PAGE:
“Our vision for Harbor Point has always been to create an urban community that is at the forefront of health and wellness, where residents live easily along Baltimore’s waterfront, walk to work and enjoy outdoor activities,” said developer Michael Beatty. “These three highly sought-after merchants will create the foundation for what is quickly becoming a vibrant neighborhood…We look forward to many new merchant announcements in the coming months.”


Demolition starts on Haussner’s in Highlandtown

Demolition has begun on the Haussner’s restaurant in the 3200 block of Eastern Avenue, to make way for a 65-unit apartment building. One of the first things to come down was a series of concrete medallions on the east side of the building. They are being saved for possible reuse inside the replacement structure. Garver Development Group is the developer, and Alexander Design Studio is the architect.


Woodberry Kitchen has opportunity to expand

 One of the biggest complaints one hears about Spike Gjerde’s Woodberry Kitchen restaurant is that it can be hard to get reservations because it’s so popular. The restaurant could have a lot more seating space by this time next year if it takes over the 2,200-square-foot commercial space that is being vacated by Les Harris’ Amaranthine Museum at 2010 Clipper Park Road in Woodberry.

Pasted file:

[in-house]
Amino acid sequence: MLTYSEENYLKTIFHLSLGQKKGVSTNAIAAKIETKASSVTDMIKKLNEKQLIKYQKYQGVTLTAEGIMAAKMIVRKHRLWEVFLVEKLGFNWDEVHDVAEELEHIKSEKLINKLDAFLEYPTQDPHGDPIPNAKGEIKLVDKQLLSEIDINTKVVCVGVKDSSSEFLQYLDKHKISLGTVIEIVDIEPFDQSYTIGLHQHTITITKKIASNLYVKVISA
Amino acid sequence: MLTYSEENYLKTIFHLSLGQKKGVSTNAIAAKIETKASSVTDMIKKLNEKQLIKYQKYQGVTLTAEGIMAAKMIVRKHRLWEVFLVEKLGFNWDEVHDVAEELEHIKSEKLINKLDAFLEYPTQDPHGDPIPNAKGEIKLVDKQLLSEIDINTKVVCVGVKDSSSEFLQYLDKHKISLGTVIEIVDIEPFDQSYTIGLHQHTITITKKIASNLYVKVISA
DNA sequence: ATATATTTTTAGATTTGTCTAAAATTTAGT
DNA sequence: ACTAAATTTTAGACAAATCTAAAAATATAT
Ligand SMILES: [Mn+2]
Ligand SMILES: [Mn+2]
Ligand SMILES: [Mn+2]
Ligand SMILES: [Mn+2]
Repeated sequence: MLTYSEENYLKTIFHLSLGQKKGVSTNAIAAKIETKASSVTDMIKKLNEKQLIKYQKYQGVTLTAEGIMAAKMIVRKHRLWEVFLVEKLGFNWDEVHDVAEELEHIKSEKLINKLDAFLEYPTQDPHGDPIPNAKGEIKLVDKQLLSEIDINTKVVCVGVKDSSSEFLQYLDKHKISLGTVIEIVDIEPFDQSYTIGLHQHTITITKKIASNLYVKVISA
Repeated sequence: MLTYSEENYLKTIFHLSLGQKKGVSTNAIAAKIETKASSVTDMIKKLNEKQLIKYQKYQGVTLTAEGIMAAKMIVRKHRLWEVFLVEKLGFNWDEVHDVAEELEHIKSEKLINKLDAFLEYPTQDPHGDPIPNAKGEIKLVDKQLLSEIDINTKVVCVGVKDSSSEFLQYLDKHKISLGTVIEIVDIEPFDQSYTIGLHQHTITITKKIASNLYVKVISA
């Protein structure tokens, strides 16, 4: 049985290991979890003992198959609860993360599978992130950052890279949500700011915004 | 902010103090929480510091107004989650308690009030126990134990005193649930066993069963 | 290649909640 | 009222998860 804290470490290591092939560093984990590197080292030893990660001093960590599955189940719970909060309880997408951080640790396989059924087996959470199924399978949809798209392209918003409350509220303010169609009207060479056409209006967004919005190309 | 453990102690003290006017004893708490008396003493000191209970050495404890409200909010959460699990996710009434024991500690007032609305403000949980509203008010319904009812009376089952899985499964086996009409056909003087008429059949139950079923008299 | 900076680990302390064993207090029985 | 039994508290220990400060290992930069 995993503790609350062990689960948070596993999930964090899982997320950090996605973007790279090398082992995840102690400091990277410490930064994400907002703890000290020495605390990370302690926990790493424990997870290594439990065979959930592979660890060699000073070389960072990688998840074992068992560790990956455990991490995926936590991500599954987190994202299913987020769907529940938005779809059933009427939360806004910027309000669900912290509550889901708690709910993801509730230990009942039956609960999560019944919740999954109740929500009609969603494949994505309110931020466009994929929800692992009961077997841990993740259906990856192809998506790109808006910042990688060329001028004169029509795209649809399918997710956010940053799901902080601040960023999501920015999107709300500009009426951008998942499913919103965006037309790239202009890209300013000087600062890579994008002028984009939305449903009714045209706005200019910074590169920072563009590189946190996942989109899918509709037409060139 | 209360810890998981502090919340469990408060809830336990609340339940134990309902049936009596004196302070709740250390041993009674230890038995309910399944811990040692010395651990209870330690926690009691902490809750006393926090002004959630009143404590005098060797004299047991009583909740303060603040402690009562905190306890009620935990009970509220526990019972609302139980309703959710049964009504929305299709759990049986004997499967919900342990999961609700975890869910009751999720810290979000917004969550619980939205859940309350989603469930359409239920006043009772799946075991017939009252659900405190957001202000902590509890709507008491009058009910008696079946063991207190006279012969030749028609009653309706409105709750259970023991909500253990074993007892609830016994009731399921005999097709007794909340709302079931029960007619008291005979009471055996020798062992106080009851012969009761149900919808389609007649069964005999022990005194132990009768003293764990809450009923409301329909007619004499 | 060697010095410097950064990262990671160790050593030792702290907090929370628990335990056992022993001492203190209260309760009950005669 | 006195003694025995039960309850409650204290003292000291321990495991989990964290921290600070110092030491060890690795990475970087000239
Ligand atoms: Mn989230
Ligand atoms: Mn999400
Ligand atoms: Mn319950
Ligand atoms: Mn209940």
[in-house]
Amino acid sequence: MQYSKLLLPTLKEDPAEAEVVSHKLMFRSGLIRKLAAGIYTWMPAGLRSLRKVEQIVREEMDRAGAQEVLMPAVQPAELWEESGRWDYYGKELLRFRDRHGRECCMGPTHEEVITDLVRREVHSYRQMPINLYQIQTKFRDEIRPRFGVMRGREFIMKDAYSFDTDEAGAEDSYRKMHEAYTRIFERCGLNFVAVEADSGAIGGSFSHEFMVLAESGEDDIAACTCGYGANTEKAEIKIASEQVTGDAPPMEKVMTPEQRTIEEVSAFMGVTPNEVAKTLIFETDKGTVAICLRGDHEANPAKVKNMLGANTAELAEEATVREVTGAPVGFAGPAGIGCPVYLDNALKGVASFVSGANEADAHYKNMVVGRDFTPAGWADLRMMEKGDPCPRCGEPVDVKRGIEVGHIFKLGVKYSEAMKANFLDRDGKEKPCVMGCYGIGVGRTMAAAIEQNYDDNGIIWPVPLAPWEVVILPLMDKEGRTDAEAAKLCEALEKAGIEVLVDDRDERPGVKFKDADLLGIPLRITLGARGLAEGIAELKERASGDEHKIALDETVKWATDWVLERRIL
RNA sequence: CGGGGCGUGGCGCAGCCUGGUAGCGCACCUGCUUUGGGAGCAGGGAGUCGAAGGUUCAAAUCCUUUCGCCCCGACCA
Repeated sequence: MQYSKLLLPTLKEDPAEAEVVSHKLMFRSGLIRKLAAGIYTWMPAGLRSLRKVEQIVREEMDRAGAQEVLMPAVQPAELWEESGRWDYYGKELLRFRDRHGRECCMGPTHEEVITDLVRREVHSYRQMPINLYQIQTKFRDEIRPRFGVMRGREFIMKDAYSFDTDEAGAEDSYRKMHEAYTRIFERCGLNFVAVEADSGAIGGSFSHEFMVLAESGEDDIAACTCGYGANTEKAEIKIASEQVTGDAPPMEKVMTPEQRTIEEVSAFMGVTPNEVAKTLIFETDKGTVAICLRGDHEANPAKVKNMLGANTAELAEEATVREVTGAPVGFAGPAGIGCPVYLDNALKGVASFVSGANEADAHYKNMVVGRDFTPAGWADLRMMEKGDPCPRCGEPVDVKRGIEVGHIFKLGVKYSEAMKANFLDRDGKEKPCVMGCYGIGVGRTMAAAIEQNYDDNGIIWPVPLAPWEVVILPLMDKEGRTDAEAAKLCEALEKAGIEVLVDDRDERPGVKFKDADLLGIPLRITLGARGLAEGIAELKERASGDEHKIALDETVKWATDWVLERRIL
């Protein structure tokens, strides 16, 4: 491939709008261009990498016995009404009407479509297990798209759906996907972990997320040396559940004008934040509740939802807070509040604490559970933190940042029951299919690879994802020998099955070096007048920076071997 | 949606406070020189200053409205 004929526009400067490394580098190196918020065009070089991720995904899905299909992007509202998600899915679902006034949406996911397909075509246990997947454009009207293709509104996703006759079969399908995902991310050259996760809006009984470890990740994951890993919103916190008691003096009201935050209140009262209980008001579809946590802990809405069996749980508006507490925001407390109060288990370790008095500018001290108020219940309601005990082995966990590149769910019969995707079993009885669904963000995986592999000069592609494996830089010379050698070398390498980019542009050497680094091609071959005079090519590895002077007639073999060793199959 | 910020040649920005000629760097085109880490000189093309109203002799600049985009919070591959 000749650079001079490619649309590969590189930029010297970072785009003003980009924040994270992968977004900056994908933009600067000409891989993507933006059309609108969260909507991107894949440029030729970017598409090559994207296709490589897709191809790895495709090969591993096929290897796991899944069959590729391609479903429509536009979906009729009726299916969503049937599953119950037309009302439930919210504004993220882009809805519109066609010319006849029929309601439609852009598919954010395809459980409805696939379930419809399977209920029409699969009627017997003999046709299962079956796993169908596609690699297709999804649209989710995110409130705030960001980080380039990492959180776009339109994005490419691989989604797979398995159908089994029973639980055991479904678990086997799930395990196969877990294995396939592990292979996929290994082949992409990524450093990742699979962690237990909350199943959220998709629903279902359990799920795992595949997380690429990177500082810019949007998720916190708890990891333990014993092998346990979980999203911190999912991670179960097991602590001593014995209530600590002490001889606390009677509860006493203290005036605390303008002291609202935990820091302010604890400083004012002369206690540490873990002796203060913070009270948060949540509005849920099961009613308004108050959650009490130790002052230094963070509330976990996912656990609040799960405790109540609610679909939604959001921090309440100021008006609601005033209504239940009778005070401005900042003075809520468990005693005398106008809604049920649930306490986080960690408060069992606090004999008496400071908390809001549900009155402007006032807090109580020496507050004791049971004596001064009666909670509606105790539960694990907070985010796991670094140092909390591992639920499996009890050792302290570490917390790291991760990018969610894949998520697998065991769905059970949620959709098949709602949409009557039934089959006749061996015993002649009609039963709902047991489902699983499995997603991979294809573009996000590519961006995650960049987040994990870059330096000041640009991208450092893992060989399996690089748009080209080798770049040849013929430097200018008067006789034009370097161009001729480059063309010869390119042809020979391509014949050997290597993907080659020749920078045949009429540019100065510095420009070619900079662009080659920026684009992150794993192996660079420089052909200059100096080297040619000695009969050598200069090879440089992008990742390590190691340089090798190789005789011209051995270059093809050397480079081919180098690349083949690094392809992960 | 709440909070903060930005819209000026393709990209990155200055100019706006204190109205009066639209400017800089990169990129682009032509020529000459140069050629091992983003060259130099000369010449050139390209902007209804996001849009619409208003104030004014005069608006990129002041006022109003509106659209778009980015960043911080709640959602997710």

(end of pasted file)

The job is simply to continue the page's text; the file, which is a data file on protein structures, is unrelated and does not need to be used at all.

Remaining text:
The family that operates the museum has announced this it is closing its current location on June 12, and hopes to move by fall to a smaller site on the Clipper Mill campus. Woodberry Kitchen shares an entrance with the museum and is the most likely candidate to occupy the museum space, which has the same rustic feel as the restaurant.

A Woodberry Kitchen representative did not respond to a request for comment, but the owners are aware that their neighbor is moving out. According to the museum’s website, Woodberry Kitchen is providing “nibbles and quaffs” for the “closing celebration” from 2 p.m. to 4 p.m.


Sonia Hirt named Dean of University of Maryland architecture school

 The University of Maryland has named Sonia A. Hirt to be the next dean of its School of Architecture, Planning and Preservation. She will succeed David Cronrath, who became dean in July 2010.

 This marks the first time a woman has been named to lead the school, which is located in College Park but active around the state. Hirt will officially begin her new job on October 1.


Dustin Watson launches inPLACE Design